Srinivasa Aiyangar, J.
1. I am satisfied in this case that the learned District Munsif, dismissed the application of the defendants objecting to the award on the ground that it was barred by the law of limitation without any reference even to the actual article of the Limitation Act applicable or the wording of it. This is what he states:
The award was submitted on 8--12--1924 and this application is made to-day
2. and then, because the application to set aside the award was made on grounds of corruption, misconduct, etc., he comes to the conclusion that the application must be made within ten days after the award is submitted, to the Court under Article 158 of the Limitation Act, and says:
This petition comes in too late and so is dismissed.' The present Article 158 of the Limitation Act is in these terms:
Under the Code of Civil Procedure, 1908, to set aside an award, ten days,.
3. and in the third column it is provided that the ten days should be computed from when the award is filed in Court and notice of the filing has been given to the parties. The former Article 158 is:
Under the Code of Civil Procedure, 1908, to set aside an award, ten days, from, when the award is submitted to the Court.
4. Having regard to the language used by the learned District Munsif in his order, particularly the expression 'after the award is submitted to the Court,' I have not the slightest doubt that the learned District Munsif was referring to the Articles of the Limitation Act as it stood before the amendment which was made I believe in or about 1919 or 1920 and did not even refer to the article as amended and as it stood on the date on which the application of the order was made. It has been strenuously contended by Mr. Ghandrasekhara Aiyar for the respondent that having regard to the fact that it is provided that there should be no appeal against the judgment directing a decree to be passed in terms of the award except when the order of the Court goes beyond the terms of the award, the present petitioner has no right to come to this Court by way of a civil revision petition to have such order revised and set aside. It has been argued that even when the Lower Court has proceeded on a wrong view of the law, that mere fact is no ground for interference of this Court in revision. Assuming it to be so, I am not inclined merely to regard as an error in the decision of a question of law the omission of the Lower Court to have advertence to the proper Article of the Limitation Act, as it stood amended on the particular date. If the Lower Court had considered the terms of the article and for some reason concluded that having regard to the terms thereof the application for setting aside the award was barred by limitation, it may be that this Court may refuse to interfere. But this is not such a case. The Lower Court has not even considered the question and therefore I cannot regard it merely as a case where the Lower Court in considering a question has come to a wrong decision. I am therefore satisfied that this is a case in which this Court should properly interfere and set aside the order. No doubt the petitioner has nowhere stated that he was served with the notice of the award on a date computing from which his application would not be barred by the law of limitation. I have a sort of an idea that the petitioners' advisers were also probably labouring under the same mistake as the learned District Munsif. However that may be, as it is clear that the Lower Court has not had advertence even to the proper article of the Limitation Act in deciding this question and as there are no materials before me on which I can now say whether or not having regard to the terms of the Article the application is or is not barred by the law of limitation, it is necessary that the case should be sent back to the Lower Court for being disposed of according to law. If the Lower Court should come to the conclusion that having regard to the date on which the notice, if any, has been served of the filing of the award on the petitioner the application is barred by the law of limitation, then it may deal with it accordingly. But if it is not barred by the law of limitation, then of course it will go on to hear the application on the merits and dispose of the same according to law.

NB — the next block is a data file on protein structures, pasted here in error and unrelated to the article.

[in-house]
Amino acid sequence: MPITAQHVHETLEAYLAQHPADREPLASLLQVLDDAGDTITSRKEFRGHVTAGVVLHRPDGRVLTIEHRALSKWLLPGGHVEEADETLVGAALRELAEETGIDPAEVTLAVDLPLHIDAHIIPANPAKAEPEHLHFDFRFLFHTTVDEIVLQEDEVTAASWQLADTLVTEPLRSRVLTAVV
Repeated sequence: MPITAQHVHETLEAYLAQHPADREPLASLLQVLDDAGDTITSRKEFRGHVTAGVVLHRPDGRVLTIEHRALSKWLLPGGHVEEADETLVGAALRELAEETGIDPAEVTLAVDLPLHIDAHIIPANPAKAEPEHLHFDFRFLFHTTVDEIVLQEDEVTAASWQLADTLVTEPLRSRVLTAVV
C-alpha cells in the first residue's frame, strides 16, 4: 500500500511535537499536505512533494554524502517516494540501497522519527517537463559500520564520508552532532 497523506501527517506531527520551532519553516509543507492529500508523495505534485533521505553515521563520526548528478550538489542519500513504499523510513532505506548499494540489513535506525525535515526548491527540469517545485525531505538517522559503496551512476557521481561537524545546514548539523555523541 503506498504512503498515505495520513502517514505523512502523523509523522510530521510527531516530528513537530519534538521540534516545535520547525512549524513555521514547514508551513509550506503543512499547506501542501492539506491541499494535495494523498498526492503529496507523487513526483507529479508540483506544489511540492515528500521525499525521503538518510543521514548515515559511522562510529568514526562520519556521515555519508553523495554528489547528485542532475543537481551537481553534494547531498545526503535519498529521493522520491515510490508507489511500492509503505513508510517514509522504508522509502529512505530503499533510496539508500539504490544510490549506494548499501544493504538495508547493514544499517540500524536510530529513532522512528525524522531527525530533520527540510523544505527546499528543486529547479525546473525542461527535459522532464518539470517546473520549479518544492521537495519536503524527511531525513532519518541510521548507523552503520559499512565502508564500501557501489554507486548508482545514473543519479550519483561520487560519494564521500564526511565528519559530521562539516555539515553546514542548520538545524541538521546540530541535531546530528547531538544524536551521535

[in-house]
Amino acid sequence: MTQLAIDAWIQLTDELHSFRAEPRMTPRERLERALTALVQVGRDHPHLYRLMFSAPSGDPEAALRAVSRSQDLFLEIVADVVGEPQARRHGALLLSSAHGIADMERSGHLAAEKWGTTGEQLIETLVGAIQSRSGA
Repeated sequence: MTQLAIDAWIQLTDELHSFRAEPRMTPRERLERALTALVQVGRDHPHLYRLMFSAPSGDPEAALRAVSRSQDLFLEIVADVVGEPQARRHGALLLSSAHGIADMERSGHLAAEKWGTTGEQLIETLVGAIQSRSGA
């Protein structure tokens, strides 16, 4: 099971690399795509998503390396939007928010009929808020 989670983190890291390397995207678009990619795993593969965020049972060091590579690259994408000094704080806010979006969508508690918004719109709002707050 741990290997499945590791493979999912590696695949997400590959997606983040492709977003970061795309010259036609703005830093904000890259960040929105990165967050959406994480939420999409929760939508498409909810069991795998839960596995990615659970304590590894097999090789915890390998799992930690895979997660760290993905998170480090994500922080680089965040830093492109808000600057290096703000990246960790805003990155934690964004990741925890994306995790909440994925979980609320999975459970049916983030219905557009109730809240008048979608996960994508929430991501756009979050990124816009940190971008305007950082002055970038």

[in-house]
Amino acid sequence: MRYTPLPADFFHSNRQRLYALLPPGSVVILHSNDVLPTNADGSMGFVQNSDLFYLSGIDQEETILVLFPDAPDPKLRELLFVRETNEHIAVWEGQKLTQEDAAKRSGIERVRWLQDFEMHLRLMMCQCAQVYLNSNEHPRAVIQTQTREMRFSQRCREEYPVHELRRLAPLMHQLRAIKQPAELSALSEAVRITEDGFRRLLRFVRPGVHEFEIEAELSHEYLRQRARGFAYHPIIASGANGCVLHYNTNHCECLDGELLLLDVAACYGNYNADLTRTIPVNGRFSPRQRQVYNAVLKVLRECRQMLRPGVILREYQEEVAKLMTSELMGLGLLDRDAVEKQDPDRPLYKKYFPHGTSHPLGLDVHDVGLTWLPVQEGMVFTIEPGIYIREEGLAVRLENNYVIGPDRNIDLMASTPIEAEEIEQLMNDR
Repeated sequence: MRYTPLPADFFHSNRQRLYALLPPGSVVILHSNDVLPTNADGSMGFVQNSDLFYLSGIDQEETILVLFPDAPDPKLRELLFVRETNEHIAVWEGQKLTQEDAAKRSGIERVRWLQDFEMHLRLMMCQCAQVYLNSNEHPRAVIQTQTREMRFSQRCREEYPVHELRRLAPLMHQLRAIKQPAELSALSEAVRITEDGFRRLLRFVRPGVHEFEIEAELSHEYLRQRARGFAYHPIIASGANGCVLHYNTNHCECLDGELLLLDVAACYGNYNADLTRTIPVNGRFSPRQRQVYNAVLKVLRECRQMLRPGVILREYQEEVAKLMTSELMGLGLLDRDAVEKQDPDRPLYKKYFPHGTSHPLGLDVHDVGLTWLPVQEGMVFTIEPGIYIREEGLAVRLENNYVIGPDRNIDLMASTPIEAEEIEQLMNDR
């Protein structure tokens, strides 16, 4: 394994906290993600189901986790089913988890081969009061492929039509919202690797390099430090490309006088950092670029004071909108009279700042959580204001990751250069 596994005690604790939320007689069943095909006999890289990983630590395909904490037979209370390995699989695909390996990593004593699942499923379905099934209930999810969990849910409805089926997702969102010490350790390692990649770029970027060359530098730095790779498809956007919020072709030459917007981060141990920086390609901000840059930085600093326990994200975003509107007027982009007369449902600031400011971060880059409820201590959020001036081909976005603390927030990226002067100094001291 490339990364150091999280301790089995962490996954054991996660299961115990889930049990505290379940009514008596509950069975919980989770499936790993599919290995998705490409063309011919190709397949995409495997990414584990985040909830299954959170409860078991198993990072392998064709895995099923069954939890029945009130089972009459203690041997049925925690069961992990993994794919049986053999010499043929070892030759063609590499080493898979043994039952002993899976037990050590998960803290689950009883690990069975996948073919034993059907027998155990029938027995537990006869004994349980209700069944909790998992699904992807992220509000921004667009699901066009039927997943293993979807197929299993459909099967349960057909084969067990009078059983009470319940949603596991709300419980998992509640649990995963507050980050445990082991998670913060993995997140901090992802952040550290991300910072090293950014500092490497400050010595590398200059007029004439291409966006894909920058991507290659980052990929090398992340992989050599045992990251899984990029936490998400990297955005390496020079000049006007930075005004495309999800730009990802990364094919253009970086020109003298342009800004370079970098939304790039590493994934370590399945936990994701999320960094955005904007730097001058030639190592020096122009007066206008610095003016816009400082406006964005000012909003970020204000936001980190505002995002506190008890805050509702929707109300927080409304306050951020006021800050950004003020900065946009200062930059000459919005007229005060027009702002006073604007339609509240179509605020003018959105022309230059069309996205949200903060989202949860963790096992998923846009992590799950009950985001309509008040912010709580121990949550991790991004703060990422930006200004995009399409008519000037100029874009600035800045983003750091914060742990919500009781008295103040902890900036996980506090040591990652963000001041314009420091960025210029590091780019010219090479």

5. The learned vakil for the petitioner also argues that the award is on the face of It wrong, because only three out of five arbitrators have purported to act in the matter of the arbitration. As against this, Mr. Chandrasekhara Aiyar has argued that the whole of the hearing was conducted by or before all the five arbitrators and that it was only when it became clear to the two arbitrators who were siding with the defendants and dissenting from the other arbitrators that the award of the majority was likely to be the other way that they purported to have nothing-more to do with the further proceedings in arbitration. This would also therefore be a matter for the Lower Court to consider in deciding on the application. If the Lower Court should come to the conclusion that the case before the arbitrators was not really heard by all the arbitrators appointed, then of course it follows that there may be material on which the Court may find the award to be bad on its face. But if, on the other hand, what the two dissenting arbitrators did was merely to render infructuous the contemplated award by the majority of the arbitrators, then the Court will not set aside the award merely on that ground but consider the other grounds on which, if any, the application is based.
6. Costs of this petition will abide and follow the result.